Technological advancements in artificial intelligence will impact heavily on the transportation industry and jobs.  Artificial intelligence in the transport industry is a double-edged sword.  While it will create new job opportunities, the technology will render others obsolete.  The question around the use of autonomous self-driving cars is no longer hypothetical.  All Tesla vehicles have the hardware needed for full self-driving capability. Volvo, which appears to be leading the pack, aims to have fully autonomous vehicles on the road by 2021. (Volvo is reportedly scaling back its ambitious self-driving car experiment)

Autonomous cars, could provide significant opportunities for freight and goods transport businesses.  On a safety and reliability level, with the human factor removed, the likelihood of road accidents could reduce by an estimated 80%-90%. (How Do Self-Driving Cars Actually Work? (Tesla, Volvo, Google); Self-driving cars could dramatically reduce the road toll)

While the possibilities for innovation are exciting, employers face a moral and legal dilemma, namely how best to transition the workforce, and how to manage such a transition.

Uber makes for an interesting case study in future readiness in circumstances where the status of Uber drivers are placed into question, because if Uber begins using AI technology to drive its vehicles, then  drivers who are recognised as employees may face retrenchment.

The company has faced litigation around the world on the simple question of whether Uber drivers are actually Uber employees.

The response varies in different countries. In the United Kingdom, the courts have held that Uber drivers are its employees.  (Uber loses appeal in UK employment rights case)  Conversely, in the United States, the courts have held that Uber drivers are independent contractors.  (Uber settles lawsuits to keep drivers as independent contractors in California and Massachusetts   In South Africa the Labour Court found that the contractual relationship is between the drivers (Uber SA) and Uber BV (based in the Netherlands).  It accepted the concession by the drivers that there was no contractual arrangement between them and Uber SA.  The Labour Court held that there was no employment relationship between the drivers and Uber SA but left open the question of whether the drivers were employees of Uber BV.  (Uber South Africa Technology Services (Pty) Ltd v National Union of Public Service and Allied Workers (NUPSAW) and Others (C449/17) [2018] ZALCCT 1 (12 January 2018))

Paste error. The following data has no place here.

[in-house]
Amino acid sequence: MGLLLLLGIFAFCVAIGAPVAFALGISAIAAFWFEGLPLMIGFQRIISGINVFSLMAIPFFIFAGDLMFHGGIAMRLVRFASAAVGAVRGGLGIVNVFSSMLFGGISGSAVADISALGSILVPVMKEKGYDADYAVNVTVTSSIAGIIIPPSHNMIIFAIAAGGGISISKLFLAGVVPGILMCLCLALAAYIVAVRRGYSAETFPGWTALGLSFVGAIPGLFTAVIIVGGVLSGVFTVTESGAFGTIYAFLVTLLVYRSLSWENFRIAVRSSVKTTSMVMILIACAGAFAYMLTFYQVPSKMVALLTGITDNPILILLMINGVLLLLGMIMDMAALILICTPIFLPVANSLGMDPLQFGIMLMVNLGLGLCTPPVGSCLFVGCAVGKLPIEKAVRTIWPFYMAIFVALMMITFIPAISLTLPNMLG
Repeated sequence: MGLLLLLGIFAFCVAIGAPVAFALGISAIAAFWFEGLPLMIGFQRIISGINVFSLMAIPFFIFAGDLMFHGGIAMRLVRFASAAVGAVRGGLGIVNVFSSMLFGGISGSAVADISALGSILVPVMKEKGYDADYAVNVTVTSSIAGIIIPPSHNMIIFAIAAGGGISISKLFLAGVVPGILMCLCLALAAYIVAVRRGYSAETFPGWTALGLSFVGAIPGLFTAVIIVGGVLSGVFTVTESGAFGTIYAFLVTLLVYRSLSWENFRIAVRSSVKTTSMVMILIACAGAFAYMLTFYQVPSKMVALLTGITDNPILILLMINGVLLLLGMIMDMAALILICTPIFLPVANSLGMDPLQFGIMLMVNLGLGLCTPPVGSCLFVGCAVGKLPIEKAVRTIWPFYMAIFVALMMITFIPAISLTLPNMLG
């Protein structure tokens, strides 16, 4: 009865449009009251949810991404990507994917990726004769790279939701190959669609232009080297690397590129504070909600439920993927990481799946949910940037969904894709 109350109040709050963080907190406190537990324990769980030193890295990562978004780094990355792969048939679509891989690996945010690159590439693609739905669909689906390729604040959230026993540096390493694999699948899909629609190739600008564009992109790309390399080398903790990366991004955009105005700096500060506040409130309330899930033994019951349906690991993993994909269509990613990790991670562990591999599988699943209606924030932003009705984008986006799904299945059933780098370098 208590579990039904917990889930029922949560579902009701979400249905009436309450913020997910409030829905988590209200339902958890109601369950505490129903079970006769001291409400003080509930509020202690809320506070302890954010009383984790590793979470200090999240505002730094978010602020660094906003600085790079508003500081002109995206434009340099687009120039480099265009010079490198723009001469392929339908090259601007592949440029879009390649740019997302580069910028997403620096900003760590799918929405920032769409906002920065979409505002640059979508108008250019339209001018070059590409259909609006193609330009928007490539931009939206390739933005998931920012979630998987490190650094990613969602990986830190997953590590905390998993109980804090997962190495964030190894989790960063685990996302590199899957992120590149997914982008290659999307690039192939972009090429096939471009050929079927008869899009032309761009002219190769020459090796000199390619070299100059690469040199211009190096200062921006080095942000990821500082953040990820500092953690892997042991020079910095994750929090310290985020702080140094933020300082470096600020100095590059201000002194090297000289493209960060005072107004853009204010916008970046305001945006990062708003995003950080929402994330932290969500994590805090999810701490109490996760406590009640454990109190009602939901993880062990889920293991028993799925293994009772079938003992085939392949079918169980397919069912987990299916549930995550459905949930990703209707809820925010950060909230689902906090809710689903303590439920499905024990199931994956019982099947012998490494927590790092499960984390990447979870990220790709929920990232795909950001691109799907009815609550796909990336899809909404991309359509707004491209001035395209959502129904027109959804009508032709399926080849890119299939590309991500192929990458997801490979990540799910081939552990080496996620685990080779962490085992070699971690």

At first glance, it appears that Uber’s stance that there is no employment relationship between them and the driver partners removes the drivers’ entitlement to certain employee rights and benefits, in turn reducing costs to Uber users.  The current relationship allows more flexibility on their part.  It is conceivably beneficial to their autonomous future that Uber is able to end their relationships with their current driver partners with minimal litigation and costs, without the need to pay severance to drivers pursuant to a retrenchment process should they venture toward driverless vehicle technology.

How can South African transport companies which are not in the same position as Uber transition into a driverless future?

Sections 189 and 189A of the Labour Relations Act govern the requirements if an employer is considering retrenchment.  Employers wishing to retrench due to structural and economic reasons must follow the provisions in that Act or be exposed to litigation due to unfair dismissals.  According to the Labour Relations Act, retrenchment should be the last option.

When transitioning into the future, employees across all sectors should diversify their skills to allow job flexibility and employers must understand the laws governing employment relations.  Moving into a more ‘tech driven’ workplace is inevitable.  The companies that transition the smoothest and adapt the quickest will be the ones which are able to thrive in the new environment.

This article was written by Lovanya Moodley, Associate and Nkululeko Tselane, Candidate Attorney, Norton Rose Fulbright South Africa Inc

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